The book I’m currently working on covers the early history and construction of the Alaska Railroad and its predecessors, from 1902, when John Ballaine put in motion the actions which led to his Alaska Central Railroad; through 1923, when President Warren G. Harding drove the ceremonial golden spike in Nenana. I have a personal interest in this history, as my father worked for the Alaska Railroad in the 1970’s, programming the computers which kept operations flowing smoothly from Anchorage. A highlight of my childhood was one bright autumn day when Dad handed my brother and I tickets and sent us off alone, aboard the train, our first taste of adventuring through the wilderness of Alaska alone. To set the stage for the book, I’ve written this piece about railroads in the western states, and in Alaska:
In the American west, during the latter half of the nineteenth century, the proliferation of railroads provided a rapid, versatile, and relatively low-cost means of transportation across the vast distances of the midwest and the Great Plains. But the railroads did not come easily, and they did not come without a large measure of doubt and ridicule. One prominent government official reportedly scoffed about the proposal of railroad travel, certain that it was not forthcoming anytime soon and pronouncing, “I would not buy a ticket on it for my grandchildren!”
Development of the west was considered a fool’s errand in the early years, the land deemed fit only for cattle and the wild and reckless cowboys who tended them on long drives to market. The great statesman Daniel Webster had growled about the West in 1845, “What do we want with this region of savages and wild beasts, of deserts, of shifting sands and whirlwinds of dust, of cactus and prairie dogs?”
By 1852 there was only a single five-mile track of rails west of the Mississippi River, belonging to the oddly-named Pacific Railroad of Missouri. On December 9, 1852 the P.R.R.M.’s single steam engine chugged into the St. Louis suburb of Cheltenham, marking the first passenger trip on the Pacific side of the mighty river. But within a single generation more than 116 million acres of land would be granted to the railroads, and only eighteen years later, in 1870, more than 72,000 miles of track would criss-cross the western territories.
When the last spike was driven to complete the Great Northern Railway’s track in 1893, five railroads spanned the West: The Union Pacific, Southern Pacific, Northern Pacific, Great Northern, and the Atcheson, Topeka & Santa Fe. These five railroads would change the course of western history by advertising the potential of the Great American West to farmers in the eastern U.S. and in Europe. Their colorful and greatly exaggerated flyers, posters, and brochures brought an overwhelming influx of settlers and farmers, inspiring Congressman Charles E. Hooker to note, “We gave [the railroads] an empire composed of an arid desert unfit for the habitation of man,” and the railroads, through their intense promotional efforts, had returned “an empire of hardy and industrious citizens.”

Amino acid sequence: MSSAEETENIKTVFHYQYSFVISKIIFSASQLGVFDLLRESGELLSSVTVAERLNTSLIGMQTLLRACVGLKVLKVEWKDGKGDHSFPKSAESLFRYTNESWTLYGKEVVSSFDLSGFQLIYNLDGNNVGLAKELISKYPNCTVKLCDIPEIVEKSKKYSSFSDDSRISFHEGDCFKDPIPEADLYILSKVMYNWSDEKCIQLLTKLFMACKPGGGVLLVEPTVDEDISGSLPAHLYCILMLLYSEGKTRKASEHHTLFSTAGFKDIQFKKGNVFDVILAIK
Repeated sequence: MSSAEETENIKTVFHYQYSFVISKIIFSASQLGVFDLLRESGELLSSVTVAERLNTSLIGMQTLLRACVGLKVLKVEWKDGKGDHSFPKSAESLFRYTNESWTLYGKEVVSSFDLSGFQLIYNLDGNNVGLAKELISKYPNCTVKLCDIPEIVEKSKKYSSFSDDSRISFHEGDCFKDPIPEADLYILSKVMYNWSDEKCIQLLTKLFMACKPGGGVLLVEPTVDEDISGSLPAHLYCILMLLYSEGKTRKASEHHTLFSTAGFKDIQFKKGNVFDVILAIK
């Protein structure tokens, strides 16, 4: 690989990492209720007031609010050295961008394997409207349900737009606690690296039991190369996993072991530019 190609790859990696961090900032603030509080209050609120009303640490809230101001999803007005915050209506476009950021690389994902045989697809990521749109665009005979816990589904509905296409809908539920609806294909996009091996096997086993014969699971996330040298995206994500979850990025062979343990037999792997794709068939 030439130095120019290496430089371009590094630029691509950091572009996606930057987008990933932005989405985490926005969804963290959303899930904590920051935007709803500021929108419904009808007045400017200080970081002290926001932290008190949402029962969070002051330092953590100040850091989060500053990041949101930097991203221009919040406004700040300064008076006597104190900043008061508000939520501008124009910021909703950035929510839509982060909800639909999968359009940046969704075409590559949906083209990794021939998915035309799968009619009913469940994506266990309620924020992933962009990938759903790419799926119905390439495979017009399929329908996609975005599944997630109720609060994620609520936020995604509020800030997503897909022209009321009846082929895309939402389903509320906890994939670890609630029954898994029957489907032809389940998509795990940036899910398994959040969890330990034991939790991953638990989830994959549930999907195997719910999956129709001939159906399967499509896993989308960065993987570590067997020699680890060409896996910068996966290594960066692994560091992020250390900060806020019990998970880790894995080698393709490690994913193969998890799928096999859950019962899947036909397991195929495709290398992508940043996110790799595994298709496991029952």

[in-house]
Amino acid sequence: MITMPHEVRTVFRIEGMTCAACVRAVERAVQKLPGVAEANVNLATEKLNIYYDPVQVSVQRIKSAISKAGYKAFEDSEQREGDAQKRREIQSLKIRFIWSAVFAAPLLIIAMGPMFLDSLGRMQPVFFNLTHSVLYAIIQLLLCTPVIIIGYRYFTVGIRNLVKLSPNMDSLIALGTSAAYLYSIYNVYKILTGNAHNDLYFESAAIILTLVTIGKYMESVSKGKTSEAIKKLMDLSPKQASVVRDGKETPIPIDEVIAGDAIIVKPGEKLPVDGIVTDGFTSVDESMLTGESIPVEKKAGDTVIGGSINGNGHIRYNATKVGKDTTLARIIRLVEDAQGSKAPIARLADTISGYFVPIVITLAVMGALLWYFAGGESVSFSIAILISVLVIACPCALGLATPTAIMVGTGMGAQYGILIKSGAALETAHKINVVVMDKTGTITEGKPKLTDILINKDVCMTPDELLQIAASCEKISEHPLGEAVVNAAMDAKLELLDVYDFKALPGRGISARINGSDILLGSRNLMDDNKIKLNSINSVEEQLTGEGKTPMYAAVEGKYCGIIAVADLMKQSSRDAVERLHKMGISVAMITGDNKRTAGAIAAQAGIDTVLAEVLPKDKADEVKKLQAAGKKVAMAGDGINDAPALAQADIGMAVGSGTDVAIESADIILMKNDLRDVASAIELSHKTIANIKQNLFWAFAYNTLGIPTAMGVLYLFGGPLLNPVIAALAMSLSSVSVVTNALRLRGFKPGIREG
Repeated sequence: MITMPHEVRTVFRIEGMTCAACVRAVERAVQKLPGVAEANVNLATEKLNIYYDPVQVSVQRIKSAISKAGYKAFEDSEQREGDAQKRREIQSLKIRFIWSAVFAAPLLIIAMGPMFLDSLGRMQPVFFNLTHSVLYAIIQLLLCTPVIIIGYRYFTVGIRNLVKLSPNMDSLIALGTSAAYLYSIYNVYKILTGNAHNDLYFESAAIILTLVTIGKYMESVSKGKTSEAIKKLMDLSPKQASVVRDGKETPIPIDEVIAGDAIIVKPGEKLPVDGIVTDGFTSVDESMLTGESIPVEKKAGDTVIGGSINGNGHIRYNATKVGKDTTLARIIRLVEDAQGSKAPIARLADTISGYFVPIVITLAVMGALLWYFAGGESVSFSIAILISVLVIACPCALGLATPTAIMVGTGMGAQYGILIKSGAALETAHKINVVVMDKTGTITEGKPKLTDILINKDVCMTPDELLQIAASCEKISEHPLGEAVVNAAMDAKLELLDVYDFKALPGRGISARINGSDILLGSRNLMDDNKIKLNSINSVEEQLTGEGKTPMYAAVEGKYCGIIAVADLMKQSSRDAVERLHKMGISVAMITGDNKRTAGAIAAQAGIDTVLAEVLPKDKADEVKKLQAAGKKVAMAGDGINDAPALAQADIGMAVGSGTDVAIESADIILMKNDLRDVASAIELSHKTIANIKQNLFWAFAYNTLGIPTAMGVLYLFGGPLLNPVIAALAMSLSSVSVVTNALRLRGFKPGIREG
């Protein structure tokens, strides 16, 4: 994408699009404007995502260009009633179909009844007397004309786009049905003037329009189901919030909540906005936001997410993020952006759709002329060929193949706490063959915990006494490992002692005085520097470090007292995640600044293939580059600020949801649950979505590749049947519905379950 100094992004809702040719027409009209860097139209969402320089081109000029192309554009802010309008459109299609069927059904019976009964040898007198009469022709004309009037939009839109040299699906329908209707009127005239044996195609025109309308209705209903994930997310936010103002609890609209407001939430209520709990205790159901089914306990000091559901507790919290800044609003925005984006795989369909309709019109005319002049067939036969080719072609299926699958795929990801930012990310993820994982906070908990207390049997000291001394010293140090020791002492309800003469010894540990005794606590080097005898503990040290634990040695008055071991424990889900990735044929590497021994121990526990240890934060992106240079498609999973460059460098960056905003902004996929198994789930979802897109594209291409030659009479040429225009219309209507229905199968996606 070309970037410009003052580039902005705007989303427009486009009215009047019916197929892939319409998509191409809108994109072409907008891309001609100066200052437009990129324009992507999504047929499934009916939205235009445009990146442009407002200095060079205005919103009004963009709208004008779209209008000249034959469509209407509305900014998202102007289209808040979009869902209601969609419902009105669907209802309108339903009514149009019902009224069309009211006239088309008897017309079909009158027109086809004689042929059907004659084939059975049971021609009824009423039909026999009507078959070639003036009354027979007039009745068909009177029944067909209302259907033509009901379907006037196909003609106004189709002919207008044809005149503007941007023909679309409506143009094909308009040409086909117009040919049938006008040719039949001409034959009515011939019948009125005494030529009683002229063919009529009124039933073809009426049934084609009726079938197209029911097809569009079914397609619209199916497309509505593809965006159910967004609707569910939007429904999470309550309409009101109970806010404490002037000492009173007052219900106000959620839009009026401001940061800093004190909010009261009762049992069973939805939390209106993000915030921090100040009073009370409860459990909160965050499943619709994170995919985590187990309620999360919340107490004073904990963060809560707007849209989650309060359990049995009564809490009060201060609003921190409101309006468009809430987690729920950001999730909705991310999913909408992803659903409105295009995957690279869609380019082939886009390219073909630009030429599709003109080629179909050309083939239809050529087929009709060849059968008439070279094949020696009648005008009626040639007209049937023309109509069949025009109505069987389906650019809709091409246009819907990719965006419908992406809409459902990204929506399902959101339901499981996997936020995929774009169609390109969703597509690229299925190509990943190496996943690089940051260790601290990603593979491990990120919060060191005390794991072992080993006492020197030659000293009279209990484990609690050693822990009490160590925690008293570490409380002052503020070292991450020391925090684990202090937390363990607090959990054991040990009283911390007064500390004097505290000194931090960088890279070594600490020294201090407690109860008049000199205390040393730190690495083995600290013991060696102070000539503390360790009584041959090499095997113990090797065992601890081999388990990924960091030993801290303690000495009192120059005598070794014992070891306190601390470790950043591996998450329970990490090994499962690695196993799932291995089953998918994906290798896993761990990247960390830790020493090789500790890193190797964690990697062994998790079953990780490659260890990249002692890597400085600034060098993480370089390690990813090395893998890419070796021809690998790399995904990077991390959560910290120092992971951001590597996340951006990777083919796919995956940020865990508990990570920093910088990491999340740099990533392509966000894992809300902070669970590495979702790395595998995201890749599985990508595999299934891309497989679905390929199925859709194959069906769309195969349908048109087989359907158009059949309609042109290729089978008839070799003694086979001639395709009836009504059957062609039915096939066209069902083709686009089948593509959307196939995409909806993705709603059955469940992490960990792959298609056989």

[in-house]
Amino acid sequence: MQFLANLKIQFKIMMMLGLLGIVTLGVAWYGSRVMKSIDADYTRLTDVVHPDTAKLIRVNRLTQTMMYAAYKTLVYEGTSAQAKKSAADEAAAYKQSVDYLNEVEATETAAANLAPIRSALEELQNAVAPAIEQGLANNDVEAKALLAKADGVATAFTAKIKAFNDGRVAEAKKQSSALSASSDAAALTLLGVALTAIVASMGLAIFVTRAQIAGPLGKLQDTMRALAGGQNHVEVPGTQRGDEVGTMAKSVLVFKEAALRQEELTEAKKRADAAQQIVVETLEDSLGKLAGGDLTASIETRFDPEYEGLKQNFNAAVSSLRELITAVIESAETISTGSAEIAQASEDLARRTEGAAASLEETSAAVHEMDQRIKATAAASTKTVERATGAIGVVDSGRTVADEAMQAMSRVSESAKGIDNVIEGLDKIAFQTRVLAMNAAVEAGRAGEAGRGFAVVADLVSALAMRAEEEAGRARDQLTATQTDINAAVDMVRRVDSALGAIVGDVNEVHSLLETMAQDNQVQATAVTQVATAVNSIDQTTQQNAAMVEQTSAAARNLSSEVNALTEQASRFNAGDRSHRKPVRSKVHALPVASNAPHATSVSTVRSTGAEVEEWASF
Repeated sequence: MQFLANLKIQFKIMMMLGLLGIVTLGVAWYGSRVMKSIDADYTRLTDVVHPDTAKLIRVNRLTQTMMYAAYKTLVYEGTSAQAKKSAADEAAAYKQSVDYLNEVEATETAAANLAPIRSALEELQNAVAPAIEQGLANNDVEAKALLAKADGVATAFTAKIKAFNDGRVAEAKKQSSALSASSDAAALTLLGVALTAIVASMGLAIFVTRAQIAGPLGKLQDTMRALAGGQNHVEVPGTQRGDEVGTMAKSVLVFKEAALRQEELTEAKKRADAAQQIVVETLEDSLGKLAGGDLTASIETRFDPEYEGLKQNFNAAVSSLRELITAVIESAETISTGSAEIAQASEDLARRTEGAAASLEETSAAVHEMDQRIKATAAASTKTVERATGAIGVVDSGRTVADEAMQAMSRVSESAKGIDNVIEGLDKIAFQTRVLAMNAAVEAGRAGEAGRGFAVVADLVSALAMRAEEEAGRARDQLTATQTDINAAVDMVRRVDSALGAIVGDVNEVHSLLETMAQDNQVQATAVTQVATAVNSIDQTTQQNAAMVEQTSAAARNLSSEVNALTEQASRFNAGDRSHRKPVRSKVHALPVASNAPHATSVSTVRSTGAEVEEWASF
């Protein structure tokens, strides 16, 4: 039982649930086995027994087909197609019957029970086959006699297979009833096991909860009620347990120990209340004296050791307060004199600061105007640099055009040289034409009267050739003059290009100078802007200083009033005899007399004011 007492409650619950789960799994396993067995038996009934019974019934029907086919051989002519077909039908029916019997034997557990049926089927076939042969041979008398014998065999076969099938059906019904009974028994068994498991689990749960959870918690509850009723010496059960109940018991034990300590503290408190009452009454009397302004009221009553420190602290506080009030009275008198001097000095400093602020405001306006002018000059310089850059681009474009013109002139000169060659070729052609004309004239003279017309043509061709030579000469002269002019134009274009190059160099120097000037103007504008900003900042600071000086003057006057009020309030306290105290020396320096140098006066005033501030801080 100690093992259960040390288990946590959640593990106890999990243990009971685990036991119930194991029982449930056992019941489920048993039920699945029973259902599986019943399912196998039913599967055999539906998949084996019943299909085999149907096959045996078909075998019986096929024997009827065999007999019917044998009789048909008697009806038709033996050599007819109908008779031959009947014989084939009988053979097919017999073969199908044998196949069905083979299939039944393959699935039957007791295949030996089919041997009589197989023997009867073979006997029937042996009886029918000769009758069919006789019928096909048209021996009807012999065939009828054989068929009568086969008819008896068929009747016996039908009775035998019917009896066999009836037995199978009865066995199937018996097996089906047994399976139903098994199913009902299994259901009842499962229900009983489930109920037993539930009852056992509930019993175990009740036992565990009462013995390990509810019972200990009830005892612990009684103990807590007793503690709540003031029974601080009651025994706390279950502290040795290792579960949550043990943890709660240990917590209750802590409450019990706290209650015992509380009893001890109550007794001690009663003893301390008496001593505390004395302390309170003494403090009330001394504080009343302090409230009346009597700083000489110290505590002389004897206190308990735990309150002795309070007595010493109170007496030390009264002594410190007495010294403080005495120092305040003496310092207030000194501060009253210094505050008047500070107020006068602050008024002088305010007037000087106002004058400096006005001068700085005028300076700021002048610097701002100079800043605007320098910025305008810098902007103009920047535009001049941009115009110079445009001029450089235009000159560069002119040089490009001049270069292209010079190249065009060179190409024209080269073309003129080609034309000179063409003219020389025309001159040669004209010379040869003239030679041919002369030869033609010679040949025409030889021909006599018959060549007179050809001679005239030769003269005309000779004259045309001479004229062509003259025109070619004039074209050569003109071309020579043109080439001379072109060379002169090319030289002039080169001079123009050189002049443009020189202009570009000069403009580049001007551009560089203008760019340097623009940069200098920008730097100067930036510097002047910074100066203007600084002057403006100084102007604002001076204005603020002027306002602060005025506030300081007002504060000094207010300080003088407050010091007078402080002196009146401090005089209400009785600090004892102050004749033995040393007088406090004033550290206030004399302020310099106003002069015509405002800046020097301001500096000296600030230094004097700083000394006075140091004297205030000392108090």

Those early western railroads had an impact on the development of Alaska, for wise men noted that what had worked to open the American West to pioneering settlement and sowing the seeds of progress might work as well in the frozen north. And so, in the history of Alaska, as in other parts of the world, railroads played a large role, and were a major influence. In the early part of the twentieth century there were almost two dozen railroads at various stages of operation in the territory, including the Alaska Anthracite Railroad, Alaska Central Railway, Alaska Home Railroad, Catalla and Carbon Mountain Railway, Copper River and Northwestern Railway, Council City and Solomon River Railroad, Golovin Bay Railroad, Nome Arctic Railway, Northern Alaska Railway, Tanana Valley Railroad, Valdez-Copper River and Tanana Railroad, Wild Goose Railroad, and the Yakutat and Southern Railway.
Many of these railroads were built and operated by various mining interests, others were funded by farsighted groups or individuals who understood the potential profitability of steel rails providing reliable access to a new and growing land. Of the many attempts and endeavors, only two remain in operation today, the White Pass and Yukon Railway from Skagway, Alaska to Whitehorse, Yukon Territory; and the Alaska Railroad from Seward to Fairbanks, the building of which is the subject of this book. Over the years all of the other railroads have either been absorbed by larger, more successful lines, gone bankrupt when funding ran out or resources were depleted, or simply outlived their usefulness as times changed and populations moved on.
There are still many signs of the old railways across Alaska, and some have become almost iconic, such as the long-abandoned steam engines of the Council City & Solomon River Railroad, known as the “Last Train to Nowhere;” or the photogenic bridges and trestles of the Copper River and Northwestern Railway along the McCarthy Road. But colorful legacy or none, hundreds of miles of steel rails which opened the territory of Alaska to development now sit silent, unused, untraveled; mute reminders of a time when the forbidding terrain and harsh climate of Alaska yielded to the building of an Iron Trail. ~•~
My forthcoming book, The Alaska Railroad: 1902-1923, will be published in June, 2017, and can be preordered for $24.00 plus $5.00 postage, by clicking here.